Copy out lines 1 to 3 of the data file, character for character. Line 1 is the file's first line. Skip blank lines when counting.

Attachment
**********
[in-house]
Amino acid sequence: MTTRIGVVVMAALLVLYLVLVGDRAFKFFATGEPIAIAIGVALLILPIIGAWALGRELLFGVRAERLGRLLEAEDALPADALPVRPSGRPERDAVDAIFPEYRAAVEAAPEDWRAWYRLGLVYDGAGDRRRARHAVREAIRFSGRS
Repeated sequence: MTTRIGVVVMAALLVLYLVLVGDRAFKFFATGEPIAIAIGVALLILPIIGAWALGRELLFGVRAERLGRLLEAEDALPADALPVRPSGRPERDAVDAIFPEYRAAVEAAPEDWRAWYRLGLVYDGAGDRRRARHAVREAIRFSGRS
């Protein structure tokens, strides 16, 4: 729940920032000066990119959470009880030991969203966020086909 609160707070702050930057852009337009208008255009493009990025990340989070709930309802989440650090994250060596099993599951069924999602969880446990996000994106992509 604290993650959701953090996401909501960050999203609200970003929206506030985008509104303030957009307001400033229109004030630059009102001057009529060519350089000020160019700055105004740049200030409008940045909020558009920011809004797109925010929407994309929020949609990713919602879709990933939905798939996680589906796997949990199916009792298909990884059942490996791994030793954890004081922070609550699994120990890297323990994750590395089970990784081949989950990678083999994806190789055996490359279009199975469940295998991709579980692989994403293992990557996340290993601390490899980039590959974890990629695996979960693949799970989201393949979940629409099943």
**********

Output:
[in-house]
Amino acid sequence: MTTRIGVVVMAALLVLYLVLVGDRAFKFFATGEPIAIAIGVALLILPIIGAWALGRELLFGVRAERLGRLLEAEDALPADALPVRPSGRPERDAVDAIFPEYRAAVEAAPEDWRAWYRLGLVYDGAGDRRRARHAVREAIRFSGRS
Repeated sequence: MTTRIGVVVMAALLVLYLVLVGDRAFKFFATGEPIAIAIGVALLILPIIGAWALGRELLFGVRAERLGRLLEAEDALPADALPVRPSGRPERDAVDAIFPEYRAAVEAAPEDWRAWYRLGLVYDGAGDRRRARHAVREAIRFSGRS